October 30, 2012 9:33 pm

Porvair reports 13th earnings upgrade

At a time when profit warnings from British industrial companies are becoming all-too regular occurrences, investors have been forced to filter through downgrades in order to find some semblance of positive news.

However, one British engineer has quietly gone about its business without the trading shocks, and recently reported its 13th consecutive earnings upgrade. Porvair, the UK’s only listed filtration group, has over the past few years navigated the choppy macroeconomic conditions battering its peers.

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The run of upgrades is in contrast to a recent run of dismal trading statements from GKN, Morgan Crucible, Cookson and Aggreko, which have prompted investors to expect downgrades from almost any industrially focused UK company.

But for a British company exporting globally, the industrial filter-maker’s 13 consecutive upgrades stretching back to mid-2010 is almost unheard of.

The run followed a dismal period for Porvair, when it swung to a first-half loss of £600,000 in 2008, weighed down by a series of exceptional charges for redundancies as the business was restructured to cope with the recession.

Ben Stocks, chief executive, described 2009 as “the most challenging year that anyone can remember”. Porvair’s shares fell below 50p – less than one-third of their value three years earlier. Since then, the Norfolk-based group’s shares – underpinned by a 17 per cent stake held by Giorgio Girondi, an Italian industrialist who owns a filtration company – have climbed steadily. They closed on Tuesday at £1.35p.

Andrew Shepherd-Barron at house broker Peel Hunt last month upgraded his pre-tax profit forecast from £5.6m to £5.9m for the 12 months to the end of November, on revenues of £82.2m. “The pipeline looks good, and supports our forecasts further out,” he said.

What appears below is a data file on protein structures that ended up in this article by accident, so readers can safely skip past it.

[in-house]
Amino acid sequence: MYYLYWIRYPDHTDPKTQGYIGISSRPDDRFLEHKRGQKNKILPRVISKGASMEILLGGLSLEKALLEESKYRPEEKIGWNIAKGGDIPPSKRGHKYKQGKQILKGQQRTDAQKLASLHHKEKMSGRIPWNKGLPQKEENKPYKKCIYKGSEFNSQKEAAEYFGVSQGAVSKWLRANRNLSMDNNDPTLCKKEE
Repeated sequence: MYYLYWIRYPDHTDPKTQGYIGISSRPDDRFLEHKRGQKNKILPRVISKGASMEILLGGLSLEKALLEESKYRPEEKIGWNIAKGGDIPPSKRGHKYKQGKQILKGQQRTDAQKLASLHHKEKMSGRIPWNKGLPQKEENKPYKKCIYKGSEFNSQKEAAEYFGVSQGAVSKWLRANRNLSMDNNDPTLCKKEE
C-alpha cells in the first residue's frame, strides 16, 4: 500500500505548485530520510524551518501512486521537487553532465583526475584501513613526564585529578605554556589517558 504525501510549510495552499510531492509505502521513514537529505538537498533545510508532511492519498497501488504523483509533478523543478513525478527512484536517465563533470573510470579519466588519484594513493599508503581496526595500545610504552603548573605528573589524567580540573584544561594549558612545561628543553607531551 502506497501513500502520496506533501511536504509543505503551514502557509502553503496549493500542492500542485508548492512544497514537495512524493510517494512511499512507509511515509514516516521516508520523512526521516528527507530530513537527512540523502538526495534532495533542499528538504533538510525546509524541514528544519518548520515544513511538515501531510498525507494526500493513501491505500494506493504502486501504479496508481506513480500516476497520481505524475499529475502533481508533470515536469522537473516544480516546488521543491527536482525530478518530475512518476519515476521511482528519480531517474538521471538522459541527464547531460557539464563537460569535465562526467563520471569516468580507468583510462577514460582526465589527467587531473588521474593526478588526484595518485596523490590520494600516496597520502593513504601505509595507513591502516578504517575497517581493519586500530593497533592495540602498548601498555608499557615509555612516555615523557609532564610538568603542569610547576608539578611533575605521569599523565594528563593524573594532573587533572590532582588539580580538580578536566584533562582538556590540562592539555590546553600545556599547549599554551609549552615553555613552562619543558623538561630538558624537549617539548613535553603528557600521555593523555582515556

Porvair makes fuel and coolant filters for most of the world’s commercial aircraft, including all Airbus and Boeing models as well as for a number of the regional jets built by companies such as Bombardier and Embraer.

These filters range in price from £40 up to several thousand, and are usually replaced every 10,000 flight hours.

“We have not been immune to recessionary pressures – when the world turns down, so do we. But the thing about filters is that they are replaced on a regular basis, which provides us with a steady revenue stream,” says Mr Stocks.

“Aerospace is our single biggest area, and critically our business is spread between new-build and after-market services. We have been much less exposed to Asia and Europe than a lot of other industrials,” he said.

The group’s technology is also used to make aircraft fuel tanks inert during refilling – a process that involves flooding empty tanks with nitrogen to negate sparks.

Recent legislation has made such technology compulsory on new-build aircraft, while retrospective implementation is soon to be required by all older commercial aircraft.

The group has benefited from strong orders in North America – a region that comprises more than half Porvair’s sales – helped by increased production at Airbus and Boeing.

Although Porvair is exposed to many of the same macroeconomic factors and markets as larger rival GKN, the smaller group earns about half its revenues from the US, while GKN has been hurt by headwinds in the European vehicle market.

“Porvair’s metals filtration division is located in the US with the majority of its revenues also generated in North America. This means it is less likely to be affected by any European slowdown in this sector than GKN might be,” say analysts at Daniel Stewart.

The other part of Porvair’s business is the manufacture of ceramic filters used to purify molten metals, and the group’s technology is used to clean more than half the global supply of aluminium each year.

The division brings in about 40 per cent of the group’s revenues, and Porvair has been further buoyed by a switch towards pricier but more environmentally friendly phosphate-free filters.

The group has a multiyear deal to supply Alcoa, and has moved most customers to its patented and premium priced CS-X aluminium filters, which has in turn edged up operating margins to 8 per cent, pushing the group closer to its target of 10 per cent.

Other potential areas of growth include gasification, where heat and pressure are applied to coal to filter out natural gas. Porvair last year signed a two-year $10m deal to supply equipment to a major coal-to-substitute natural gas project run by Posco, the South Korean steelmaker.

With only 500-odd employees working at operations in the UK, US and Germany, and a market capitalisation of about £58m, Porvair is a Cessna in the engineering world of Jumbos and Superliners, but one with a relatively clear flight path.

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